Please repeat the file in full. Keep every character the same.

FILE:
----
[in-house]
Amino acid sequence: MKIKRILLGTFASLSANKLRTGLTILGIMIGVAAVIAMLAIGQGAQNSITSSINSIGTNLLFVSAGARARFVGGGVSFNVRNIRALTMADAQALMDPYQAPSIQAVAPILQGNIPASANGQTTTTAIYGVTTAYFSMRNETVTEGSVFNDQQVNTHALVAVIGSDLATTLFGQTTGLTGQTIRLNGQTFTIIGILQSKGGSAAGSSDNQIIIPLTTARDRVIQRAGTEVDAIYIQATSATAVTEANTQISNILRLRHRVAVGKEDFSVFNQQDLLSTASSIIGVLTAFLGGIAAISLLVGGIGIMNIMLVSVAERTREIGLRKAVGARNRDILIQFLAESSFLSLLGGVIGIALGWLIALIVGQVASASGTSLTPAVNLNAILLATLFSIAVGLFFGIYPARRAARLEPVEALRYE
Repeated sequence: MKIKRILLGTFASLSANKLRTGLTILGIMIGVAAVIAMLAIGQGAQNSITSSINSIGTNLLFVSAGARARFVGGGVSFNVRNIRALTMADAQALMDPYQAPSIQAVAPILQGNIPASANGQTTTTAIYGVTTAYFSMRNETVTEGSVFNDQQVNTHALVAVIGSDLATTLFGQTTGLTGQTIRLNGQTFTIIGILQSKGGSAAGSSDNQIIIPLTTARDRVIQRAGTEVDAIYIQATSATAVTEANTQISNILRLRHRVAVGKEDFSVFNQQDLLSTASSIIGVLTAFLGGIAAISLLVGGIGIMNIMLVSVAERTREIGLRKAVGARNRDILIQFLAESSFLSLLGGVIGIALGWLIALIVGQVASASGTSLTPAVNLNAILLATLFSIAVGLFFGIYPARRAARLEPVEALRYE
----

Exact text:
[in-house]
Amino acid sequence: MKIKRILLGTFASLSANKLRTGLTILGIMIGVAAVIAMLAIGQGAQNSITSSINSIGTNLLFVSAGARARFVGGGVSFNVRNIRALTMADAQALMDPYQAPSIQAVAPILQGNIPASANGQTTTTAIYGVTTAYFSMRNETVTEGSVFNDQQVNTHALVAVIGSDLATTLFGQTTGLTGQTIRLNGQTFTIIGILQSKGGSAAGSSDNQIIIPLTTARDRVIQRAGTEVDAIYIQATSATAVTEANTQISNILRLRHRVAVGKEDFSVFNQQDLLSTASSIIGVLTAFLGGIAAISLLVGGIGIMNIMLVSVAERTREIGLRKAVGARNRDILIQFLAESSFLSLLGGVIGIALGWLIALIVGQVASASGTSLTPAVNLNAILLATLFSIAVGLFFGIYPARRAARLEPVEALRYE
Repeated sequence: MKIKRILLGTFASLSANKLRTGLTILGIMIGVAAVIAMLAIGQGAQNSITSSINSIGTNLLFVSAGARARFVGGGVSFNVRNIRALTMADAQALMDPYQAPSIQAVAPILQGNIPASANGQTTTTAIYGVTTAYFSMRNETVTEGSVFNDQQVNTHALVAVIGSDLATTLFGQTTGLTGQTIRLNGQTFTIIGILQSKGGSAAGSSDNQIIIPLTTARDRVIQRAGTEVDAIYIQATSATAVTEANTQISNILRLRHRVAVGKEDFSVFNQQDLLSTASSIIGVLTAFLGGIAAISLLVGGIGIMNIMLVSVAERTREIGLRKAVGARNRDILIQFLAESSFLSLLGGVIGIALGWLIALIVGQVASASGTSLTPAVNLNAILLATLFSIAVGLFFGIYPARRAARLEPVEALRYE